4-H and the Great Depression of the 1930s


Wisconsin State 4-H Band and Chorus in 1939.

Learn more about 4-H programs developed to cope with the Great Depression in this new segment. One of the major objectives during the Depression years for the 4-H Extension office of USDA and the National Committee on Boys’ and Girls’ Club Work, in Chicago, was “to try to make life a little richer, a little more fun, for rural America.” With the dust bowl and lower prices for their commodities, life was tough for farming families.

The National Committee published a National 4-H Songbook in 1929 which was widely used throughout the decade of the 1930s. They published a series of 4-H skits and plays, particularly adaptable to 4-H club meetings or community events. Radio programs and music appreciation were being carried through network 4-H to thousands of 4-H families and clubs.

Not only was 4-H fortunate to be able to retain almost all of their national awards program donors during these Depression years, but even more were added, particularly in areas relating to the needs of the farm family. The 4-H Farm Accounting program and the 4-H Rural Electrification program were two main ones.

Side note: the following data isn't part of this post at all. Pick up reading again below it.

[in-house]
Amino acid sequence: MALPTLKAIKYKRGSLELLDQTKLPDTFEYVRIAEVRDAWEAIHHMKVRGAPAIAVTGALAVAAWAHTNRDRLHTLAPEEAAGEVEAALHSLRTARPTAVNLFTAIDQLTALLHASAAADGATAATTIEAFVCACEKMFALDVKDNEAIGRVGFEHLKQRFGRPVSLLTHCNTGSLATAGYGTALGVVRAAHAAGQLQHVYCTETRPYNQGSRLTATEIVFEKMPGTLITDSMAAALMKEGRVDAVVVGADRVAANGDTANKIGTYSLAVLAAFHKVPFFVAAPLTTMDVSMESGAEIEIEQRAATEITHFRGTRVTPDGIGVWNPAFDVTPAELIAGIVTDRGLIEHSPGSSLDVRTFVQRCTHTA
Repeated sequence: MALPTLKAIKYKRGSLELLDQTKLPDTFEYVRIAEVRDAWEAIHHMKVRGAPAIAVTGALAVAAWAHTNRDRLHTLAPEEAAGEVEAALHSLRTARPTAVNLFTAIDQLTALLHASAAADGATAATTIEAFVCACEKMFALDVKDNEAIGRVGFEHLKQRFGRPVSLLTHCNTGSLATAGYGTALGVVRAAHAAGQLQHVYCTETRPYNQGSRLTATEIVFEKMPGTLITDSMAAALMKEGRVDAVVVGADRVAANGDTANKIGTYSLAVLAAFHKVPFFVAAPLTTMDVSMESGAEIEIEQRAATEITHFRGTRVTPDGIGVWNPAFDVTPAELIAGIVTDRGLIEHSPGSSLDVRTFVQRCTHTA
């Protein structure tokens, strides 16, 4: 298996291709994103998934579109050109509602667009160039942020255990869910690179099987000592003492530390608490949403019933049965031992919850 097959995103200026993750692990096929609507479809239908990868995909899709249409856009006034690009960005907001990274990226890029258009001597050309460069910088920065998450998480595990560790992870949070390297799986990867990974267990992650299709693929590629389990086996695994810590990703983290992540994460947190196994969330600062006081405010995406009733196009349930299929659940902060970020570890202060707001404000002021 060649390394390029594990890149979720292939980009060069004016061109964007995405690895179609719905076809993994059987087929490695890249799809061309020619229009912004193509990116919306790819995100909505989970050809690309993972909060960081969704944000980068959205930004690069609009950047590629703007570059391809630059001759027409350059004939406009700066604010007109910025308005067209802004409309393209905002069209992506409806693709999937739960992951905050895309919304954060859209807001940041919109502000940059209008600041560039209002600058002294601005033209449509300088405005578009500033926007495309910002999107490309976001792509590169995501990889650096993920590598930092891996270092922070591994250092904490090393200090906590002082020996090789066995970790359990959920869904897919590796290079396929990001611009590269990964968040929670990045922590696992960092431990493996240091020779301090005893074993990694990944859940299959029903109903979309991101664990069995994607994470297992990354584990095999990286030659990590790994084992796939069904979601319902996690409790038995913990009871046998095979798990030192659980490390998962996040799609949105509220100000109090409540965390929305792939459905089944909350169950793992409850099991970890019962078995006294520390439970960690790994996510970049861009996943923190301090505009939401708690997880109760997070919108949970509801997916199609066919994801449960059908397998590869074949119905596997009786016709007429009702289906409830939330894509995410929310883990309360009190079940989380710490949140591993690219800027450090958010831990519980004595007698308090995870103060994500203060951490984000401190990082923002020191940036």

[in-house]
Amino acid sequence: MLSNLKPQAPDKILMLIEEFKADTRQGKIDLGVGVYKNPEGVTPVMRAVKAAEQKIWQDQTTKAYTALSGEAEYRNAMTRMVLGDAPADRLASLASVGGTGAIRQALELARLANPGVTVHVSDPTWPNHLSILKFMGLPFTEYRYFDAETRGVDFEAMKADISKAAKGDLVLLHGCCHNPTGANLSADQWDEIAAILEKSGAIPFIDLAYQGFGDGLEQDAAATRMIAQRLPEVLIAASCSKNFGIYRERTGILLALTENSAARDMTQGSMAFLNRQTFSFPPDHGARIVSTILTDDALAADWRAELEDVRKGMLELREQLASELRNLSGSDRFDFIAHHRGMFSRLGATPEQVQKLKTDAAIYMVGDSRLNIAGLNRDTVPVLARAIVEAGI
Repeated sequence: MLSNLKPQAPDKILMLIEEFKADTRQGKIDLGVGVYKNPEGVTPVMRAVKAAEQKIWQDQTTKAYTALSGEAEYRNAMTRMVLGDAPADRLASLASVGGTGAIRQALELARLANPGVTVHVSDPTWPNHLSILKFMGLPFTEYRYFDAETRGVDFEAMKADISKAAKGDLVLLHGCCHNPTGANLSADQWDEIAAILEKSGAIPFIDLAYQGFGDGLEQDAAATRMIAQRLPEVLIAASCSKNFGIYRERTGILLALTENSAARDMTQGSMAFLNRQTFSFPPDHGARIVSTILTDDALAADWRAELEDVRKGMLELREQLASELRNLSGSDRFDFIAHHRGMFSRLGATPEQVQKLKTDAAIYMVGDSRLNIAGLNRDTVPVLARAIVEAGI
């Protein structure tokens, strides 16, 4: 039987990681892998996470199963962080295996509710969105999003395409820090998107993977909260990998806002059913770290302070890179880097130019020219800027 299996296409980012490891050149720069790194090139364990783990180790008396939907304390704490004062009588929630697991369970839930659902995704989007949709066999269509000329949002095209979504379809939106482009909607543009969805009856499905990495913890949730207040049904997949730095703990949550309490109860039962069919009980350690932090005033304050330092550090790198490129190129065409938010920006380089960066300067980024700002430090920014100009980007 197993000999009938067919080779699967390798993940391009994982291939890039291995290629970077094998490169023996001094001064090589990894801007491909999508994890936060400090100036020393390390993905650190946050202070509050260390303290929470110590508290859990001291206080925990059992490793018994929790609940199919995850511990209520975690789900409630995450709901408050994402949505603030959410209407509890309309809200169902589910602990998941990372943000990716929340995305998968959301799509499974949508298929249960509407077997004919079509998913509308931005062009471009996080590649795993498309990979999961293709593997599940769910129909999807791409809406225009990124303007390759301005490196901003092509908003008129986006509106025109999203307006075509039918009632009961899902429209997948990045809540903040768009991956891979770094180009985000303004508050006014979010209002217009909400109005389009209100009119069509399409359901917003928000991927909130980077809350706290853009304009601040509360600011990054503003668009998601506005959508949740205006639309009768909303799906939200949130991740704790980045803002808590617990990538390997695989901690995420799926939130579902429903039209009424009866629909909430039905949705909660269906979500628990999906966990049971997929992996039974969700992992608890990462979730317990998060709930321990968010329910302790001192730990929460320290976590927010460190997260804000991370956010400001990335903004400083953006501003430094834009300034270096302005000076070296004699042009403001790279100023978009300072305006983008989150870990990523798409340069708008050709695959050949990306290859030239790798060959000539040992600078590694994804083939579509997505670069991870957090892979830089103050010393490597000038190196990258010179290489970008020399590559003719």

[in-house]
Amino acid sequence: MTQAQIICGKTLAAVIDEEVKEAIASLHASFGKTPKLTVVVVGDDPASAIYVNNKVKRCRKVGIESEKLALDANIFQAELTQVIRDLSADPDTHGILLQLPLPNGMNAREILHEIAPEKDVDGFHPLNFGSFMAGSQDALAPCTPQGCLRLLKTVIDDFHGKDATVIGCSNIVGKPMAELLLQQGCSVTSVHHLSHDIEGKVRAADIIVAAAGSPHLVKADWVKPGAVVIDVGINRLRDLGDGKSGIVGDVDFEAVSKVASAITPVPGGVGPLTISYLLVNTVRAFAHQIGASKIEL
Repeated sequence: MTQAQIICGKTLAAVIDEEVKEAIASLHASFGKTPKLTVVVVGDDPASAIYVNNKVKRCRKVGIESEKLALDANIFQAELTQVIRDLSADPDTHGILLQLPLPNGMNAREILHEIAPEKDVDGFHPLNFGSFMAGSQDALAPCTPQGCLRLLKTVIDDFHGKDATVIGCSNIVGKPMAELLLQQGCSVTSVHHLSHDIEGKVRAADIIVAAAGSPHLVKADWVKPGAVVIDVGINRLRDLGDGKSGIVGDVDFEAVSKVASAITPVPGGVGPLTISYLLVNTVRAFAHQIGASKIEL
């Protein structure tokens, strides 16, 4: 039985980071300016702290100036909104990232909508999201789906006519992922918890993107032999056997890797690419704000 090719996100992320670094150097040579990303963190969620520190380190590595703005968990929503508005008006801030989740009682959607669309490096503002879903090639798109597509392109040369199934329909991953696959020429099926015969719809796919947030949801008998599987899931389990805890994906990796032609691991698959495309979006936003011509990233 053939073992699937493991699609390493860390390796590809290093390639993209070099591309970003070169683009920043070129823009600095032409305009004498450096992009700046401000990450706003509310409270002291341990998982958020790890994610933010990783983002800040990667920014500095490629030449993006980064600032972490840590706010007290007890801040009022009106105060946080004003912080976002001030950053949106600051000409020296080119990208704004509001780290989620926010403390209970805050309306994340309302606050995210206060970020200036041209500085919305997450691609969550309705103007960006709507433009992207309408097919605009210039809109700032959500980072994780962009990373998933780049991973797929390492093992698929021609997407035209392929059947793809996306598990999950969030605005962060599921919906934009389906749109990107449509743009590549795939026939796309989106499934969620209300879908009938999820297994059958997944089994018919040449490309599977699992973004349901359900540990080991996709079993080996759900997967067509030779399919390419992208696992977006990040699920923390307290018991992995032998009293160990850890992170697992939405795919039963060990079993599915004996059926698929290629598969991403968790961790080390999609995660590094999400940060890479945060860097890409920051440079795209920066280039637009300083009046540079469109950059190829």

The Farm Accounting program, sponsored by International Harvester, encouraged youth of the “dust bowl era” to work with their parents in a more business-like approach to farming. It promoted sons and fathers, working together, to set goals, keep track of expenses and profits and to maintain accurate farm accounting record books. To put it bluntly, it often meant “save the farm.”

In 4-H Rural Electrification was supported by Westinghouse Electric Corporation. The program enabled young and old to intelligently participate in the era of rural electrification expansion. Through the program Westinghouse pioneered the concept of encouraging local power suppliers and Westinghouse employees to serve as resource people in the local communities training volunteer leaders.

While these were major thrusts at the national level during the 1930s, other areas of 4-H strength at the state and local levels included an increase in 4-H camps for summer activities and organized sports teams and competitions at the club level, particularly in baseball and basketball.

Whereas the decade may have been a challenge, there were many positives with new opportunities arriving throughout these years. To read the entire segment on 4-H and the Great Depression of the 1930s go to: